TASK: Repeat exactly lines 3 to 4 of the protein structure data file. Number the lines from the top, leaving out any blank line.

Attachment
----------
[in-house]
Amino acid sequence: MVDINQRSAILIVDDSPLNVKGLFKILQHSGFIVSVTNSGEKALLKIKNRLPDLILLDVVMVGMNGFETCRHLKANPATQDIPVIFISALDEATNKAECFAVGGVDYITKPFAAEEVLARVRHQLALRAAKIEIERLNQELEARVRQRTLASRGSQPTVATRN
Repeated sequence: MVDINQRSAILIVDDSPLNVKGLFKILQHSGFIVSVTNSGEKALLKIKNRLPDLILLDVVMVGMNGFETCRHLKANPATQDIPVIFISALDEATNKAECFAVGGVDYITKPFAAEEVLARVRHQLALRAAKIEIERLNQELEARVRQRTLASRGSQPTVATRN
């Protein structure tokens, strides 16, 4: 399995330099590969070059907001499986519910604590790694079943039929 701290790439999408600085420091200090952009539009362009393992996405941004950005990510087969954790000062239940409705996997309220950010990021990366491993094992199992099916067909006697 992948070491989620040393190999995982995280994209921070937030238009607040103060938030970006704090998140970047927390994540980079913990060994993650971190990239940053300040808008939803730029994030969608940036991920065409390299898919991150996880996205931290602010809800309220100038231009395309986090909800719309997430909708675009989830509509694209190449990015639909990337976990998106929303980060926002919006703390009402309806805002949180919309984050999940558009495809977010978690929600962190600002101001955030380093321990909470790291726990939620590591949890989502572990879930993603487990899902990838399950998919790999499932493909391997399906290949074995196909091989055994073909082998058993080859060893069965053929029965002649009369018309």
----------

Repeated sequence: MVDINQRSAILIVDDSPLNVKGLFKILQHSGFIVSVTNSGEKALLKIKNRLPDLILLDVVMVGMNGFETCRHLKANPATQDIPVIFISALDEATNKAECFAVGGVDYITKPFAAEEVLARVRHQLALRAAKIEIERLNQELEARVRQRTLASRGSQPTVATRN
């Protein structure tokens, strides 16, 4: 399995330099590969070059907001499986519910604590790694079943039929 701290790439999408600085420091200090952009539009362009393992996405941004950005990510087969954790000062239940409705996997309220950010990021990366491993094992199992099916067909006697 992948070491989620040393190999995982995280994209921070937030238009607040103060938030970006704090998140970047927390994540980079913990060994993650971190990239940053300040808008939803730029994030969608940036991920065409390299898919991150996880996205931290602010809800309220100038231009395309986090909800719309997430909708675009989830509509694209190449990015639909990337976990998106929303980060926002919006703390009402309806805002949180919309984050999940558009495809977010978690929600962190600002101001955030380093321990909470790291726990939620590591949890989502572990879930993603487990899902990838399950998919790999499932493909391997399906290949074995196909091989055994073909082998058993080859060893069965053929029965002649009369018309």